In the opening pages five teens are directly involved in five separate gruesome murders (either as witnesses or participants) in the quiet town of Oleander, Kansas. In the days that follow the shell-shocked population searches for answers to the crimes, all of which were perpetrated by otherwise perfectly decent residents. As time goes by the teens struggle with their experiences while everyone else tries to dismiss the "Killing Day" as an aberration, wrapping themselves up in religion or denial and doing their level best to resume the rhythm of seasonal celebrations that dictated Oleander's calendar for decades. Then one year later a tornado rips through town, as they do in the Midwest, and all of the Oleander's secrets are blown apart. A quarantine follows, borders are erected, soldiers swarm the perimeter and the five protagonists must navigate a strange new world where societal rules seem to be slipping away in a rush for power, bloody vengeance and paranoia. This is Lord of the Flies times a million and it doesn't slow down until the last screaming page.

The plot of The Waking Dark certainly keeps readers riveted but where Wasserman truly excels is also King's strong point -- the characters. Daniel, West, Jule, Ellie and Cass are complex, thoughtful and extremely compelling. They introduce questions of God and fate, good and evil, and bravery and cowardice throughout the narrative and refuse to be pigeonholed into easy categories. All of them are strong and all of them are weak; they make choices both admirable and regretful and their long soul searching journeys, which encompass the entire book, are the stuff of epics. A high school hallway lives in The Waking Dark, and everyone you know passes through its pages, meeting challenges that none could have prepared for. Few will survive intact.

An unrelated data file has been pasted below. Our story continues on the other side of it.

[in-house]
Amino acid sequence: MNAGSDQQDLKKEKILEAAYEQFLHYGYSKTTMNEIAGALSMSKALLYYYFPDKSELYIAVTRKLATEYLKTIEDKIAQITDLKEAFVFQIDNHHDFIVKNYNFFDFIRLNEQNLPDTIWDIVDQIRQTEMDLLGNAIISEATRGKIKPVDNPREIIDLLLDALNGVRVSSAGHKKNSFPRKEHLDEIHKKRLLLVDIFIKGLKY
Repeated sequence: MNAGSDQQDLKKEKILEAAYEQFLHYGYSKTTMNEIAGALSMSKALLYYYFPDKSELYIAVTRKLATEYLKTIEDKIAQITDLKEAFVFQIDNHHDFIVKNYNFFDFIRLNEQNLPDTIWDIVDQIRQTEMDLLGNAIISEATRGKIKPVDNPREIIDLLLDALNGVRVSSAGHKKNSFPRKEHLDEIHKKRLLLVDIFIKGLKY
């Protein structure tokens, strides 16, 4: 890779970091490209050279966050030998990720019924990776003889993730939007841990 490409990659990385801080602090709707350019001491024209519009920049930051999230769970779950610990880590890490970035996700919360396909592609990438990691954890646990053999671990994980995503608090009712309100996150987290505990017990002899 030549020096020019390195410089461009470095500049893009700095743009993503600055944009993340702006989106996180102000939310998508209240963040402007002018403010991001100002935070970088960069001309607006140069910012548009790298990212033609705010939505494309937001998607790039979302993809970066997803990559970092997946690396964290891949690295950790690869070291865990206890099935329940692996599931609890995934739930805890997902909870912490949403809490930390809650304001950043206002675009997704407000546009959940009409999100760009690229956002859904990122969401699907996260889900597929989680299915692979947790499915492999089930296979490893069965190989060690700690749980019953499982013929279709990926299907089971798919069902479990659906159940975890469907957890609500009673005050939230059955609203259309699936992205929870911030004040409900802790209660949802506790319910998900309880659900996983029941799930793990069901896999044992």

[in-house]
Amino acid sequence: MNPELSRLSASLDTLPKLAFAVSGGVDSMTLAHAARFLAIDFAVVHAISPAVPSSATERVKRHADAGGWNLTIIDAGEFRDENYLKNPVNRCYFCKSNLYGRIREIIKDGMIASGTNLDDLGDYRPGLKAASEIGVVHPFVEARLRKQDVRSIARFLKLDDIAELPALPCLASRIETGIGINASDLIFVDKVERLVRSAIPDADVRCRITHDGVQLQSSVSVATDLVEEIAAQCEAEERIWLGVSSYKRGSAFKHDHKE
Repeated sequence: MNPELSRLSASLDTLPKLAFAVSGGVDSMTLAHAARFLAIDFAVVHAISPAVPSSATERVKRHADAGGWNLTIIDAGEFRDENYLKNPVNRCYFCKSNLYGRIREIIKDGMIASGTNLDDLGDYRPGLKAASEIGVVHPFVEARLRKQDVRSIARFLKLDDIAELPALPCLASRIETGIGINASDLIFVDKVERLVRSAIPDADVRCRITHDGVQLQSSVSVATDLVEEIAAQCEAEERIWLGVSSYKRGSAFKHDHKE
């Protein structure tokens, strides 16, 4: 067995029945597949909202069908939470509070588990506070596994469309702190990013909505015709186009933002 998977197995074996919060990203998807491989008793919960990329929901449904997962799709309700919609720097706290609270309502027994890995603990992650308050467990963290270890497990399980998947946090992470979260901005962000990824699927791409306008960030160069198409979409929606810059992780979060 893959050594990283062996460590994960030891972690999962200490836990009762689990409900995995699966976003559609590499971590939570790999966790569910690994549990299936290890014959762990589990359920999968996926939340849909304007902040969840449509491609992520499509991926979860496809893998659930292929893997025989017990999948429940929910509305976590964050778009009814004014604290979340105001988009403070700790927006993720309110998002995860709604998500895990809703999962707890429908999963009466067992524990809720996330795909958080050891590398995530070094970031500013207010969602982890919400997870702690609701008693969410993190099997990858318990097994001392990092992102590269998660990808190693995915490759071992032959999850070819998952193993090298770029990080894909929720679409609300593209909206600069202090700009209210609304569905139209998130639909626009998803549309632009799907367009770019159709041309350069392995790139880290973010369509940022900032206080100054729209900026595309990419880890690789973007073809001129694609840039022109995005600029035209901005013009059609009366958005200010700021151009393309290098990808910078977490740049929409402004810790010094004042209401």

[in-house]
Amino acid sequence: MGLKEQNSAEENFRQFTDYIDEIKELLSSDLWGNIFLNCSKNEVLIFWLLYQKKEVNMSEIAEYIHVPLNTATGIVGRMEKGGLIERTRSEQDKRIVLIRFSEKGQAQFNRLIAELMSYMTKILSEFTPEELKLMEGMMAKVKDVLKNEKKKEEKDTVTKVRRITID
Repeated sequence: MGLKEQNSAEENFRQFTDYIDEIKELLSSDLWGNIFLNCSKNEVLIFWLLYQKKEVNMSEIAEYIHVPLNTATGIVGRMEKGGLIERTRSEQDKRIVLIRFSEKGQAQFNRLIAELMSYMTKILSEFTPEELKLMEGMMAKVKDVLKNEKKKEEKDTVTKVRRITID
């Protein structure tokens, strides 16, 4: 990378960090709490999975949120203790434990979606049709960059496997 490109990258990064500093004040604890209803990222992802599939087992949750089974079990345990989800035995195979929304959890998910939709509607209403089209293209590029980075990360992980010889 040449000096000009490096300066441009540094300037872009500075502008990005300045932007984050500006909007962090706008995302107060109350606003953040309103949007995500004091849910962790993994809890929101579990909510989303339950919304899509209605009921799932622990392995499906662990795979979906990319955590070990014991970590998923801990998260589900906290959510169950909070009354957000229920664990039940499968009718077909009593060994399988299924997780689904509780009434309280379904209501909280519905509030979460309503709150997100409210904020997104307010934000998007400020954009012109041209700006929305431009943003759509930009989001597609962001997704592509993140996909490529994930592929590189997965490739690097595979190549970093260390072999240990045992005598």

The most surprising part of The Waking Dark, though, is just how much fun it is to read. This story takes you away, it steals your breath, it shocks and amazes. Oleander is not Derry, Maine, but damn, it sure took me back.

This review was previously published in my YA column at Bookslut.com

Friday, May 19, 2017